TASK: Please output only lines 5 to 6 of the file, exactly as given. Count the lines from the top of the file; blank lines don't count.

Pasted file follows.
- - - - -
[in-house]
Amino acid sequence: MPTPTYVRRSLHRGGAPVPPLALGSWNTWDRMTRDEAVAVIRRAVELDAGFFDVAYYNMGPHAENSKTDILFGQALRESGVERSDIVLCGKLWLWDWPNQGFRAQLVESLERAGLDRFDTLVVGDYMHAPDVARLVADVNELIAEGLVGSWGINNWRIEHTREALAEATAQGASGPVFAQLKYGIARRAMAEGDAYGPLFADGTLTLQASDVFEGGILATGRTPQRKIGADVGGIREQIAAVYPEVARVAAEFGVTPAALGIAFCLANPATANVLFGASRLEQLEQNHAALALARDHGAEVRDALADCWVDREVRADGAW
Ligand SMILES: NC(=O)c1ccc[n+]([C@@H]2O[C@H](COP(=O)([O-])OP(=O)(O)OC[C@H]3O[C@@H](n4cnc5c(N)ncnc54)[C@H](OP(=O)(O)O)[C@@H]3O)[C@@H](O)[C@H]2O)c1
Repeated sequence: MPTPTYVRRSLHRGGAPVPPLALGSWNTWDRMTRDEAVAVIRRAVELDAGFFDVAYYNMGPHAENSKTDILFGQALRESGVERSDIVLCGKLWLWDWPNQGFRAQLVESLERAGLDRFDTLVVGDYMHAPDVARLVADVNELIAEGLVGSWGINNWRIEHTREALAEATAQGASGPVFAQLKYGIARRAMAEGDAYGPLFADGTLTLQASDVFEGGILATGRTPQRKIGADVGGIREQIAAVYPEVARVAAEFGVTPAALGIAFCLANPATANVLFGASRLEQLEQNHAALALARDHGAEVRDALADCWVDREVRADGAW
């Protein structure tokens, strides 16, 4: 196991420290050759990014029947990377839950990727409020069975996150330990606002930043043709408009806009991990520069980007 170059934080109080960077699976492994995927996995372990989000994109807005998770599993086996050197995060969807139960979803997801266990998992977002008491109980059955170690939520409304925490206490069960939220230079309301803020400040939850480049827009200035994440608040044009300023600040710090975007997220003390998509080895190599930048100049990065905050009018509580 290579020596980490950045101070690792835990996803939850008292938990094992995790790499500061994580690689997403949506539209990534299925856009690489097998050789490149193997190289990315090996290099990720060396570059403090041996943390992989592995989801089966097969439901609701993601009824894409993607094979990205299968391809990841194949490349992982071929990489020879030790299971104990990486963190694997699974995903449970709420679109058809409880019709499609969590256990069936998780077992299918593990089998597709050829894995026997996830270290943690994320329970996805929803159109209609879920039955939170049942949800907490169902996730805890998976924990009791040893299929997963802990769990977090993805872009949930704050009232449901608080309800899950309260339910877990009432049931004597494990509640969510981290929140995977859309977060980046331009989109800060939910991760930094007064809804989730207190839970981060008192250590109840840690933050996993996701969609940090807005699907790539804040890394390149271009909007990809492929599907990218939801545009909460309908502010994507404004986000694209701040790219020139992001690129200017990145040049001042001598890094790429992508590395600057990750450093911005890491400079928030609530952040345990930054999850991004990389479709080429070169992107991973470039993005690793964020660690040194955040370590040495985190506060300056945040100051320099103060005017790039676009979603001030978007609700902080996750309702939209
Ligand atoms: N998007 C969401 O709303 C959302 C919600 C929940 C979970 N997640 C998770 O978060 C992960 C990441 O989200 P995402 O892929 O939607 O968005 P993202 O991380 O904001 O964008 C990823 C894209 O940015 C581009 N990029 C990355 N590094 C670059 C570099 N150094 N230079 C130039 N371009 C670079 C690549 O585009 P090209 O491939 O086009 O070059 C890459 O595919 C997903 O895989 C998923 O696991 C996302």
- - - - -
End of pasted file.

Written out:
């Protein structure tokens, strides 16, 4: 196991420290050759990014029947990377839950990727409020069975996150330990606002930043043709408009806009991990520069980007 170059934080109080960077699976492994995927996995372990989000994109807005998770599993086996050197995060969807139960979803997801266990998992977002008491109980059955170690939520409304925490206490069960939220230079309301803020400040939850480049827009200035994440608040044009300023600040710090975007997220003390998509080895190599930048100049990065905050009018509580 290579020596980490950045101070690792835990996803939850008292938990094992995790790499500061994580690689997403949506539209990534299925856009690489097998050789490149193997190289990315090996290099990720060396570059403090041996943390992989592995989801089966097969439901609701993601009824894409993607094979990205299968391809990841194949490349992982071929990489020879030790299971104990990486963190694997699974995903449970709420679109058809409880019709499609969590256990069936998780077992299918593990089998597709050829894995026997996830270290943690994320329970996805929803159109209609879920039955939170049942949800907490169902996730805890998976924990009791040893299929997963802990769990977090993805872009949930704050009232449901608080309800899950309260339910877990009432049931004597494990509640969510981290929140995977859309977060980046331009989109800060939910991760930094007064809804989730207190839970981060008192250590109840840690933050996993996701969609940090807005699907790539804040890394390149271009909007990809492929599907990218939801545009909460309908502010994507404004986000694209701040790219020139992001690129200017990145040049001042001598890094790429992508590395600057990750450093911005890491400079928030609530952040345990930054999850991004990389479709080429070169992107991973470039993005690793964020660690040194955040370590040495985190506060300056945040100051320099103060005017790039676009979603001030978007609700902080996750309702939209
Ligand atoms: N998007 C969401 O709303 C959302 C919600 C929940 C979970 N997640 C998770 O978060 C992960 C990441 O989200 P995402 O892929 O939607 O968005 P993202 O991380 O904001 O964008 C990823 C894209 O940015 C581009 N990029 C990355 N590094 C670059 C570099 N150094 N230079 C130039 N371009 C670079 C690549 O585009 P090209 O491939 O086009 O070059 C890459 O595919 C997903 O895989 C998923 O696991 C996302």